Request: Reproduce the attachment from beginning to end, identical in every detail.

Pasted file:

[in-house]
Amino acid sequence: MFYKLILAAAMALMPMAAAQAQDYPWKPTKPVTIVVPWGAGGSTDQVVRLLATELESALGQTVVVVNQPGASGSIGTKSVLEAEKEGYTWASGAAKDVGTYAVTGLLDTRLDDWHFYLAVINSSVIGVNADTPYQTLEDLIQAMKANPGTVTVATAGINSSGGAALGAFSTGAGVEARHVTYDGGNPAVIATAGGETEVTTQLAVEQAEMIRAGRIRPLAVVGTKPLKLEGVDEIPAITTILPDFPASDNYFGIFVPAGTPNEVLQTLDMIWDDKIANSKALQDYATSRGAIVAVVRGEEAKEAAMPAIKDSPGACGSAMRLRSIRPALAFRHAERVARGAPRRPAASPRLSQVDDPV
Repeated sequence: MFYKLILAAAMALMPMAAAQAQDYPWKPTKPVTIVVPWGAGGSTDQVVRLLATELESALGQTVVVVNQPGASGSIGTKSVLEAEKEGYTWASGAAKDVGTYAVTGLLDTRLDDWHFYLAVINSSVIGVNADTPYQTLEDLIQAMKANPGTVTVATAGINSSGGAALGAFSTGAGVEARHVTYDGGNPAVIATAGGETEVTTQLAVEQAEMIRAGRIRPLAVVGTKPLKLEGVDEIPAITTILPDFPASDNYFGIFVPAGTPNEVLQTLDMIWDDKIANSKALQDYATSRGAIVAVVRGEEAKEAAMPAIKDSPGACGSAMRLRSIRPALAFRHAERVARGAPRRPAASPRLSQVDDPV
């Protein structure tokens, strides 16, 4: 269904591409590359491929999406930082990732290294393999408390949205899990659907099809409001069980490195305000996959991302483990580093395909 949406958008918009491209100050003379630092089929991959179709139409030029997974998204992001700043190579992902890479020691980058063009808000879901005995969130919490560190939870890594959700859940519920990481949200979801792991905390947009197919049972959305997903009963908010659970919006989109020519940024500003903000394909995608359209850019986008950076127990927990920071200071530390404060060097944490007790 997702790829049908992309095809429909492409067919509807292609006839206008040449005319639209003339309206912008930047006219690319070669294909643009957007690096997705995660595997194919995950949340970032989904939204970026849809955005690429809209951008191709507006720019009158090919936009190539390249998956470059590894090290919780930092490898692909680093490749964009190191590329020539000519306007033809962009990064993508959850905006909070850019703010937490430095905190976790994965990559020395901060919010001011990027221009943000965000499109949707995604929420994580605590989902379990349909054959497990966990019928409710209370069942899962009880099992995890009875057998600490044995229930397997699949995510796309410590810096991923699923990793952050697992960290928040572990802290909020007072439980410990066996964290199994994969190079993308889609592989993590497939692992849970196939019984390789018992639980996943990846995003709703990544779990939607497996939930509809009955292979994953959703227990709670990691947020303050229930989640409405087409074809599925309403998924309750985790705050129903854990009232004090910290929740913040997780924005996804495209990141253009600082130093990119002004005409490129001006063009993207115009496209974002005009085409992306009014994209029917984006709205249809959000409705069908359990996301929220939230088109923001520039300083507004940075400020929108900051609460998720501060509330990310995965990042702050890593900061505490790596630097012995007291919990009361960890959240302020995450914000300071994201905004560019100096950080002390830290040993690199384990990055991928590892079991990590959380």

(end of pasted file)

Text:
[in-house]
Amino acid sequence: MFYKLILAAAMALMPMAAAQAQDYPWKPTKPVTIVVPWGAGGSTDQVVRLLATELESALGQTVVVVNQPGASGSIGTKSVLEAEKEGYTWASGAAKDVGTYAVTGLLDTRLDDWHFYLAVINSSVIGVNADTPYQTLEDLIQAMKANPGTVTVATAGINSSGGAALGAFSTGAGVEARHVTYDGGNPAVIATAGGETEVTTQLAVEQAEMIRAGRIRPLAVVGTKPLKLEGVDEIPAITTILPDFPASDNYFGIFVPAGTPNEVLQTLDMIWDDKIANSKALQDYATSRGAIVAVVRGEEAKEAAMPAIKDSPGACGSAMRLRSIRPALAFRHAERVARGAPRRPAASPRLSQVDDPV
Repeated sequence: MFYKLILAAAMALMPMAAAQAQDYPWKPTKPVTIVVPWGAGGSTDQVVRLLATELESALGQTVVVVNQPGASGSIGTKSVLEAEKEGYTWASGAAKDVGTYAVTGLLDTRLDDWHFYLAVINSSVIGVNADTPYQTLEDLIQAMKANPGTVTVATAGINSSGGAALGAFSTGAGVEARHVTYDGGNPAVIATAGGETEVTTQLAVEQAEMIRAGRIRPLAVVGTKPLKLEGVDEIPAITTILPDFPASDNYFGIFVPAGTPNEVLQTLDMIWDDKIANSKALQDYATSRGAIVAVVRGEEAKEAAMPAIKDSPGACGSAMRLRSIRPALAFRHAERVARGAPRRPAASPRLSQVDDPV
């Protein structure tokens, strides 16, 4: 269904591409590359491929999406930082990732290294393999408390949205899990659907099809409001069980490195305000996959991302483990580093395909 949406958008918009491209100050003379630092089929991959179709139409030029997974998204992001700043190579992902890479020691980058063009808000879901005995969130919490560190939870890594959700859940519920990481949200979801792991905390947009197919049972959305997903009963908010659970919006989109020519940024500003903000394909995608359209850019986008950076127990927990920071200071530390404060060097944490007790 997702790829049908992309095809429909492409067919509807292609006839206008040449005319639209003339309206912008930047006219690319070669294909643009957007690096997705995660595997194919995950949340970032989904939204970026849809955005690429809209951008191709507006720019009158090919936009190539390249998956470059590894090290919780930092490898692909680093490749964009190191590329020539000519306007033809962009990064993508959850905006909070850019703010937490430095905190976790994965990559020395901060919010001011990027221009943000965000499109949707995604929420994580605590989902379990349909054959497990966990019928409710209370069942899962009880099992995890009875057998600490044995229930397997699949995510796309410590810096991923699923990793952050697992960290928040572990802290909020007072439980410990066996964290199994994969190079993308889609592989993590497939692992849970196939019984390789018992639980996943990846995003709703990544779990939607497996939930509809009955292979994953959703227990709670990691947020303050229930989640409405087409074809599925309403998924309750985790705050129903854990009232004090910290929740913040997780924005996804495209990141253009600082130093990119002004005409490129001006063009993207115009496209974002005009085409992306009014994209029917984006709205249809959000409705069908359990996301929220939230088109923001520039300083507004940075400020929108900051609460998720501060509330990310995965990042702050890593900061505490790596630097012995007291919990009361960890959240302020995450914000300071994201905004560019100096950080002390830290040993690199384990990055991928590892079991990590959380």